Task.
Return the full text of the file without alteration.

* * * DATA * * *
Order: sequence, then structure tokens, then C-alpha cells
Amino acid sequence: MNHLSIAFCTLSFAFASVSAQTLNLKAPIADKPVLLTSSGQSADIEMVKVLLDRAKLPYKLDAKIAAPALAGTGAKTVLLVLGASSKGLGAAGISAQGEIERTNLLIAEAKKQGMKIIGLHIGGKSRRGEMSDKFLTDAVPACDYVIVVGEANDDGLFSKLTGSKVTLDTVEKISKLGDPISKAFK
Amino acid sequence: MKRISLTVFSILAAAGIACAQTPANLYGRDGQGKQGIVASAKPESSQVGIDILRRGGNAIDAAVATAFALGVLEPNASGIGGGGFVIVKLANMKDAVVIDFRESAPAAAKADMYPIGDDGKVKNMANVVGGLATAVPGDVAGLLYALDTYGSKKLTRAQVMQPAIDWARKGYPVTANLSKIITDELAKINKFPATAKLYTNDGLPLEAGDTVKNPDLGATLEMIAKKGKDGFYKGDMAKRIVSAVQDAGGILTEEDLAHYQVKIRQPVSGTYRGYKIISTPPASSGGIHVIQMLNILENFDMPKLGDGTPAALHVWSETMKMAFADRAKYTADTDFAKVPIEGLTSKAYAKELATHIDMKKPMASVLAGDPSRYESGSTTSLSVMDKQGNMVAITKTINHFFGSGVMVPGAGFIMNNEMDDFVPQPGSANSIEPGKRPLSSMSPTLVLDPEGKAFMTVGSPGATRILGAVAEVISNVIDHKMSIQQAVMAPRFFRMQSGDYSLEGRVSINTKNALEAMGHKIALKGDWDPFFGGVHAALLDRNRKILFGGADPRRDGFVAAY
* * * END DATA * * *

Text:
Order: sequence, then structure tokens, then C-alpha cells
Amino acid sequence: MNHLSIAFCTLSFAFASVSAQTLNLKAPIADKPVLLTSSGQSADIEMVKVLLDRAKLPYKLDAKIAAPALAGTGAKTVLLVLGASSKGLGAAGISAQGEIERTNLLIAEAKKQGMKIIGLHIGGKSRRGEMSDKFLTDAVPACDYVIVVGEANDDGLFSKLTGSKVTLDTVEKISKLGDPISKAFK
Amino acid sequence: MKRISLTVFSILAAAGIACAQTPANLYGRDGQGKQGIVASAKPESSQVGIDILRRGGNAIDAAVATAFALGVLEPNASGIGGGGFVIVKLANMKDAVVIDFRESAPAAAKADMYPIGDDGKVKNMANVVGGLATAVPGDVAGLLYALDTYGSKKLTRAQVMQPAIDWARKGYPVTANLSKIITDELAKINKFPATAKLYTNDGLPLEAGDTVKNPDLGATLEMIAKKGKDGFYKGDMAKRIVSAVQDAGGILTEEDLAHYQVKIRQPVSGTYRGYKIISTPPASSGGIHVIQMLNILENFDMPKLGDGTPAALHVWSETMKMAFADRAKYTADTDFAKVPIEGLTSKAYAKELATHIDMKKPMASVLAGDPSRYESGSTTSLSVMDKQGNMVAITKTINHFFGSGVMVPGAGFIMNNEMDDFVPQPGSANSIEPGKRPLSSMSPTLVLDPEGKAFMTVGSPGATRILGAVAEVISNVIDHKMSIQQAVMAPRFFRMQSGDYSLEGRVSINTKNALEAMGHKIALKGDWDPFFGGVHAALLDRNRKILFGGADPRRDGFVAAY